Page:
Thursday, March 22, 2007

sitting in the literature department...

Sitting in the Literature Department listening to a presentation on Coleridge today, I realized that most of what I've posted recently about "taste" is still very much at odds with academic thought. Certainly, there is still some sense that there are great works of art; however, to admit so openly is seen as a bit gauche, and variations on historicism still reign in the lit departments. Much of this is comparable to what we call "history from below" in our field. The idea historians came to back in the 1960s (earlier in France) was that historiography which deals with Kings and great generals is very limited and that we need to study average people to understand society. The result was a lot of studies of peasants, many of which are actually quite good.

A similar thing happened to lit departments a bit later- what is often called the New Historicism works either by relentlessly historicizing great works of literature, or by reviving things like comic books and diaries that we don't often think of as literature because, in doing so, we reveal formerly marginalized voices. Both techniques are great for historians, but what I've noticed is that lit crit writing almost never discusses preferences, or tastes, or even the quality of art. It's almost seen as boorish. And when I ask lit crit people about this, I always get the same response: "But, who can really say what is 'great literature'?"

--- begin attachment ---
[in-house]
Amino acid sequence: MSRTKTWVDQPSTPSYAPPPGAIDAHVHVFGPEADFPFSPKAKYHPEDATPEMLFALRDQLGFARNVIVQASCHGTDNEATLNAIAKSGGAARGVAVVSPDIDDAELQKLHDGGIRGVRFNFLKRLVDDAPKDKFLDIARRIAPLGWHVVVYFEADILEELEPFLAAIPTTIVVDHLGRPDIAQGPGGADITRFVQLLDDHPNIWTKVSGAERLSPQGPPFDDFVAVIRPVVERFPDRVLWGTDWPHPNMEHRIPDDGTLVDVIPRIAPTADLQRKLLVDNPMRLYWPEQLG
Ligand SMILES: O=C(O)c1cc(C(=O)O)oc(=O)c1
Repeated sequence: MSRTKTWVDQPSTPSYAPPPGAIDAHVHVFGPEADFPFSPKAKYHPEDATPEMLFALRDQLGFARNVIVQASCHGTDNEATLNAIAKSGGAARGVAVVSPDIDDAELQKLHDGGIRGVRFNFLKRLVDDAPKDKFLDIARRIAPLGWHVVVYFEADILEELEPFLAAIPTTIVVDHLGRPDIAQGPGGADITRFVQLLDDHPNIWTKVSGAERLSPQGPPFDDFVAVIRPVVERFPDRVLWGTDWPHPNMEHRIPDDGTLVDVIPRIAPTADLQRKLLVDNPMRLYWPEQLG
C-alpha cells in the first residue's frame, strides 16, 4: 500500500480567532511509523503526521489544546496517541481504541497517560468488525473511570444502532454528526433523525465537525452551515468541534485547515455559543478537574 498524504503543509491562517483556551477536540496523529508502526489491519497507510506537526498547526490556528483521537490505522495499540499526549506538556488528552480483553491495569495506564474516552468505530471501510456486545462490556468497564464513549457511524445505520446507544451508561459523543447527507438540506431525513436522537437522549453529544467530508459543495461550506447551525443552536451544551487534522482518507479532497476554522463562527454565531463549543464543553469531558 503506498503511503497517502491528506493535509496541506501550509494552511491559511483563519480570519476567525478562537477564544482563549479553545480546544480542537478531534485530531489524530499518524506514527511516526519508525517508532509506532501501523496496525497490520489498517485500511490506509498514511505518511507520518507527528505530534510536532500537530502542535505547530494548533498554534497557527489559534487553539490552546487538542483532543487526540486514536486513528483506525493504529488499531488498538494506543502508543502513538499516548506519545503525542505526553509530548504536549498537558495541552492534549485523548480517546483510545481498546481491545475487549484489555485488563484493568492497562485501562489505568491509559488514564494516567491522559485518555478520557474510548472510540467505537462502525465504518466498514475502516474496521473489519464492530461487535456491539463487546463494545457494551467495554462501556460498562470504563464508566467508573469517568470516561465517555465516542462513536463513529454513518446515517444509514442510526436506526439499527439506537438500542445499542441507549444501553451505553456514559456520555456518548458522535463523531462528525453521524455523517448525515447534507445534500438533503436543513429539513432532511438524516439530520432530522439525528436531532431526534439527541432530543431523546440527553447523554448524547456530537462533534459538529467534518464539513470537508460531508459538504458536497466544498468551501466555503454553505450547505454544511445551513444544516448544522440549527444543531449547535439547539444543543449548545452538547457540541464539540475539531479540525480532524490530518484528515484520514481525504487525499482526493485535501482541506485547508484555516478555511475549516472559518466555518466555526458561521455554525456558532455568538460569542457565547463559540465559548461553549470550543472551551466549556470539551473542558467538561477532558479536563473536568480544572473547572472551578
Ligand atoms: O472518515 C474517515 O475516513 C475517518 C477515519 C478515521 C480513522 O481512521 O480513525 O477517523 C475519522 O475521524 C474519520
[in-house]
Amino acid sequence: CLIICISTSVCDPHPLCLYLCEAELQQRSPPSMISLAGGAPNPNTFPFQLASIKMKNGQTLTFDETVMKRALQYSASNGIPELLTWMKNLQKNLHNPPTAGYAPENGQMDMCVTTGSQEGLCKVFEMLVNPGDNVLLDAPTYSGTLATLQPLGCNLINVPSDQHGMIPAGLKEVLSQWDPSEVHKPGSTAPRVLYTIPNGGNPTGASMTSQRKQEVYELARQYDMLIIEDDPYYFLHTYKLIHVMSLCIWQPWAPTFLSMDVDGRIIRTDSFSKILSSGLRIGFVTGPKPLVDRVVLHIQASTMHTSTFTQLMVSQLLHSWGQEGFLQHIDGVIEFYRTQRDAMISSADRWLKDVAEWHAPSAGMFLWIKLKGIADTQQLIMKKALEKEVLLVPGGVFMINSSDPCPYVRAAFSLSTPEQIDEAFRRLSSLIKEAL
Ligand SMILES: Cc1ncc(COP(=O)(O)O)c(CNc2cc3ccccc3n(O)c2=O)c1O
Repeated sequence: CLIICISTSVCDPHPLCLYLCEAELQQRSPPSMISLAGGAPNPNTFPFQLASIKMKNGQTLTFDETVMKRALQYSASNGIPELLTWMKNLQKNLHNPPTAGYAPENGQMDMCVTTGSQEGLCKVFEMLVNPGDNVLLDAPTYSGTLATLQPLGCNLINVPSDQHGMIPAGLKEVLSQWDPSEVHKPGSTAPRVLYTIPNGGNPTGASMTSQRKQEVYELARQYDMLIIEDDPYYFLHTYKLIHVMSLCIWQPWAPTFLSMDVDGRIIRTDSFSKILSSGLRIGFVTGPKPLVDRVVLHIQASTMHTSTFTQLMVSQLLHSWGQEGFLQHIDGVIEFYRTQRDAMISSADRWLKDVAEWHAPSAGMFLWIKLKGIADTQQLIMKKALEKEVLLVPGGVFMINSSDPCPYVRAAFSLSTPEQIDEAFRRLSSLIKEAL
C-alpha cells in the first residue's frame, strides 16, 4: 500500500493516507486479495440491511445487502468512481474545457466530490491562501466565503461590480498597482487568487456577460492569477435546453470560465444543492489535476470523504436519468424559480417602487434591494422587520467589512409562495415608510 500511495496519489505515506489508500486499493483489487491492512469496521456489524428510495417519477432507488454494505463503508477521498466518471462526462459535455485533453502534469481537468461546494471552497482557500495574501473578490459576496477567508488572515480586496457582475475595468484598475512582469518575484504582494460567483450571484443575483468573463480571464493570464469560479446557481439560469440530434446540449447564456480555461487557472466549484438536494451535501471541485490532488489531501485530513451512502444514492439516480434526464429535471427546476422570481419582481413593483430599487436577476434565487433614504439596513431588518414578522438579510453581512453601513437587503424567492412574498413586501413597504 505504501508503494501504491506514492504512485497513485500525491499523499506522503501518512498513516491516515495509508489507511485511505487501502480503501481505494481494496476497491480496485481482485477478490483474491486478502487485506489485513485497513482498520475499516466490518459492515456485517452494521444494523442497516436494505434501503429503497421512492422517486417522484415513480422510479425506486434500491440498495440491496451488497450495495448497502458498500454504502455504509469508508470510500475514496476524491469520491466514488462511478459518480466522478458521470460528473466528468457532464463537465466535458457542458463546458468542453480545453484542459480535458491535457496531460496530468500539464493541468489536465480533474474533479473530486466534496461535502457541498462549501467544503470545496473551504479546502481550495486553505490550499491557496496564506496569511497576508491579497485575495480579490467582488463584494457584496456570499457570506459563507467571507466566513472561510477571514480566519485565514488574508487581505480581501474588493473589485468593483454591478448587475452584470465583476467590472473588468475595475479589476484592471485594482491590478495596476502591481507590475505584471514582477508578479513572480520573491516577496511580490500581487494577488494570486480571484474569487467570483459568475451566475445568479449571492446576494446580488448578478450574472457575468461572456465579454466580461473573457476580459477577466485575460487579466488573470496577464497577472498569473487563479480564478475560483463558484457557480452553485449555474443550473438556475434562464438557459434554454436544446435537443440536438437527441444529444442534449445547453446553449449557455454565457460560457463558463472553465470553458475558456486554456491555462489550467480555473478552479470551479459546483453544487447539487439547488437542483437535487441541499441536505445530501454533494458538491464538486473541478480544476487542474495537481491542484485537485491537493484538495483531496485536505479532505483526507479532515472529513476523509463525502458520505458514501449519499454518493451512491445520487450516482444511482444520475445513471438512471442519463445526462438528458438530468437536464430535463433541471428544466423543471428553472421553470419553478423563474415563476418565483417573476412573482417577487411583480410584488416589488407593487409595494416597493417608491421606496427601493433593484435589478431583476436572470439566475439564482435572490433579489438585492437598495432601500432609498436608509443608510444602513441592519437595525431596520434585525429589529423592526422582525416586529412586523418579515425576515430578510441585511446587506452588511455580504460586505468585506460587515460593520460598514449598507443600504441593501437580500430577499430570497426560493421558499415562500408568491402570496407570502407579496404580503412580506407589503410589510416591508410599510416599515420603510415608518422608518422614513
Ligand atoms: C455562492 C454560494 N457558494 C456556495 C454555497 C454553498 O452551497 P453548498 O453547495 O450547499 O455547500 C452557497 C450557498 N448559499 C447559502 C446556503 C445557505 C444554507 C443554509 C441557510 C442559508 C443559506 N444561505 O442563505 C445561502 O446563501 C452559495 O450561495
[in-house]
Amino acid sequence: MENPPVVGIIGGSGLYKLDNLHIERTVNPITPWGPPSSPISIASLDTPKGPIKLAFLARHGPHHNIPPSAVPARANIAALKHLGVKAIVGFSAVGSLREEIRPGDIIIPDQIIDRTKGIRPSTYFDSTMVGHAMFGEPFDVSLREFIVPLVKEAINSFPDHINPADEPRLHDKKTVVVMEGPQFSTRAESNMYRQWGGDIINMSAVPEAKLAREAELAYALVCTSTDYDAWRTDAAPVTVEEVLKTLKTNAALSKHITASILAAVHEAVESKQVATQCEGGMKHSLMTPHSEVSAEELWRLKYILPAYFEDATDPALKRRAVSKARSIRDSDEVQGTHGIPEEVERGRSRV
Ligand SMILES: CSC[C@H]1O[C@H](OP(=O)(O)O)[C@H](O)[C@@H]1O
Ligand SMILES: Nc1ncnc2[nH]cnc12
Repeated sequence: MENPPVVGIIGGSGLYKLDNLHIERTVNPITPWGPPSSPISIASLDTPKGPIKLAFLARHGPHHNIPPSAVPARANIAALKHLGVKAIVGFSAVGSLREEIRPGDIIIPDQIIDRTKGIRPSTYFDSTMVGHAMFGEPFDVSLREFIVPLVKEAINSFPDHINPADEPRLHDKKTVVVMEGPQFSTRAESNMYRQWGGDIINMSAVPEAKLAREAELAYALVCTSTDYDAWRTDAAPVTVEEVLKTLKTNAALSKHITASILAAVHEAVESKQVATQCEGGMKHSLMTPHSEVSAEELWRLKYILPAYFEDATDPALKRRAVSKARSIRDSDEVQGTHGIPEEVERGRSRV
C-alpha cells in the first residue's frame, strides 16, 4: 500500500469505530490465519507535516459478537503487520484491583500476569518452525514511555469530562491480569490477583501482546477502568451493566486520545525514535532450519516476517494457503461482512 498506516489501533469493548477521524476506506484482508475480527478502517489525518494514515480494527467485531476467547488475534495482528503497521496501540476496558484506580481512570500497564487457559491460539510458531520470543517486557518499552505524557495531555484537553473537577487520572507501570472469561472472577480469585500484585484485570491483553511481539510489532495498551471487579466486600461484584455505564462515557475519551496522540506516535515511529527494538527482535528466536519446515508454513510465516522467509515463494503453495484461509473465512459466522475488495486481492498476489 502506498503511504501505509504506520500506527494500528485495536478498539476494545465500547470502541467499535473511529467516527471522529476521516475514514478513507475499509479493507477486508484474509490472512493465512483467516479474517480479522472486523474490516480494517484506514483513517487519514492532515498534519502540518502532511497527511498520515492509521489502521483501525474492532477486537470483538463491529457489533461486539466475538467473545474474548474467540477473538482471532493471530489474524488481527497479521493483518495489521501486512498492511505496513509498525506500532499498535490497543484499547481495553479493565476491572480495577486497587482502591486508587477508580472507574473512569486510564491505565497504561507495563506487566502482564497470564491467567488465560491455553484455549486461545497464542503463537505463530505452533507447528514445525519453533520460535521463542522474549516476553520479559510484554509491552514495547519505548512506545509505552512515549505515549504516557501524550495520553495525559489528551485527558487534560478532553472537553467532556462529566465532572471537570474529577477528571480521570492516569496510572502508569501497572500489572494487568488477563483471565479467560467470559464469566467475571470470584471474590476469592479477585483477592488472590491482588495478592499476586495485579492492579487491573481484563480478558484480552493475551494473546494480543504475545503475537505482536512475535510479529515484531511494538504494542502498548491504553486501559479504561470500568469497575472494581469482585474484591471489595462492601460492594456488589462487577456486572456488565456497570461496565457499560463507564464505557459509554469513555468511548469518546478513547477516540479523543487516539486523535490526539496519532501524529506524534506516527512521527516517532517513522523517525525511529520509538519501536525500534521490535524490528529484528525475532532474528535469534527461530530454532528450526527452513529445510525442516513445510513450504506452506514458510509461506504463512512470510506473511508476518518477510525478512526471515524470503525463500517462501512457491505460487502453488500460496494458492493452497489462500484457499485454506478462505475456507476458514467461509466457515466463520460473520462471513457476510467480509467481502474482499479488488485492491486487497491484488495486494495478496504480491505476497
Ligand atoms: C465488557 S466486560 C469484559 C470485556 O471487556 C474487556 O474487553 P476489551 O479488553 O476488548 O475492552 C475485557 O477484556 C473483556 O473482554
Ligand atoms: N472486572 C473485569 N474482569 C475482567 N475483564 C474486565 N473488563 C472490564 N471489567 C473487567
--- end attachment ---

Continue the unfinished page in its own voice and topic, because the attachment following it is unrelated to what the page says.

Instead, most academic writing on the subject uses cultural texts in a referential way, as symbols for something else. So I have a good idea what Coleridge tells us about the British slave trade, which is of course very important historically, and haven't heard much in years about his actual craft, which is seen as somehow unimportant. The idea that great art is of its time and place, and yet transcends its time and place is pretty much alien in most literature departments that I've studied in. This is why I study history.

So, when I talk about the "clerisy' as I see them, I should point out that I haven't encountered them in the four universities that I've studied in. The idea of great works of art and great artists is something I haven't heard entertained. What's depressing about all of this is that I had hoped the 'culture wars' would lead to a wider appreciation of art, taking in all of the great works of art from around the world, and in turn a much larger definition of 'erudition'. Not cutting out the 'dead white males', but adding every great work of art from every culture and enriching the canon greatly. And yet, this seems to have happened in artistic circles, but not academic ones. I'd like to hear that I'm wrong about that actually and that I've just had very bad experiences with literature courses. But, I have to admit that I feel a sense of overall disappointment when I read academic journals on the subject.

A confession: I'm not actually fond of much academic writing.

5 comments:

gregvw said...

Reading your posts has gotten me to thinking about postmodernism, which is not something I would ordinarily think about. Ordinarily, I would be thinking about math and programming.